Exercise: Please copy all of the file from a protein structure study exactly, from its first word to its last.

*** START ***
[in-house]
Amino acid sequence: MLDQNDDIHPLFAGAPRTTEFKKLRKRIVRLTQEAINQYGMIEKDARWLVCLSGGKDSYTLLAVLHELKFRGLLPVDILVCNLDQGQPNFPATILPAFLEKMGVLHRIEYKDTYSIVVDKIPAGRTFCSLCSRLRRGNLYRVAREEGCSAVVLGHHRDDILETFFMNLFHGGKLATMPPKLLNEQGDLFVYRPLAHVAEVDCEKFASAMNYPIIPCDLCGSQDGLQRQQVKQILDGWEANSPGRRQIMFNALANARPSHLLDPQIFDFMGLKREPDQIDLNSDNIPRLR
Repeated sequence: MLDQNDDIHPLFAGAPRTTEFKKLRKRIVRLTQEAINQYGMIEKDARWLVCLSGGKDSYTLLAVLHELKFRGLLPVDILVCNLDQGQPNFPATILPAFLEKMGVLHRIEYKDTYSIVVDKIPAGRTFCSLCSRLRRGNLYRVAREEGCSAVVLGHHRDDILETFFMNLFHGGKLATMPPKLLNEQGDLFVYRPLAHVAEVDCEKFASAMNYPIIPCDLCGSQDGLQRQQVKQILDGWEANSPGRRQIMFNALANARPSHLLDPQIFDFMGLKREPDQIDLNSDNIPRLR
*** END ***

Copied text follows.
[in-house]
Amino acid sequence: MLDQNDDIHPLFAGAPRTTEFKKLRKRIVRLTQEAINQYGMIEKDARWLVCLSGGKDSYTLLAVLHELKFRGLLPVDILVCNLDQGQPNFPATILPAFLEKMGVLHRIEYKDTYSIVVDKIPAGRTFCSLCSRLRRGNLYRVAREEGCSAVVLGHHRDDILETFFMNLFHGGKLATMPPKLLNEQGDLFVYRPLAHVAEVDCEKFASAMNYPIIPCDLCGSQDGLQRQQVKQILDGWEANSPGRRQIMFNALANARPSHLLDPQIFDFMGLKREPDQIDLNSDNIPRLR
Repeated sequence: MLDQNDDIHPLFAGAPRTTEFKKLRKRIVRLTQEAINQYGMIEKDARWLVCLSGGKDSYTLLAVLHELKFRGLLPVDILVCNLDQGQPNFPATILPAFLEKMGVLHRIEYKDTYSIVVDKIPAGRTFCSLCSRLRRGNLYRVAREEGCSAVVLGHHRDDILETFFMNLFHGGKLATMPPKLLNEQGDLFVYRPLAHVAEVDCEKFASAMNYPIIPCDLCGSQDGLQRQQVKQILDGWEANSPGRRQIMFNALANARPSHLLDPQIFDFMGLKREPDQIDLNSDNIPRLR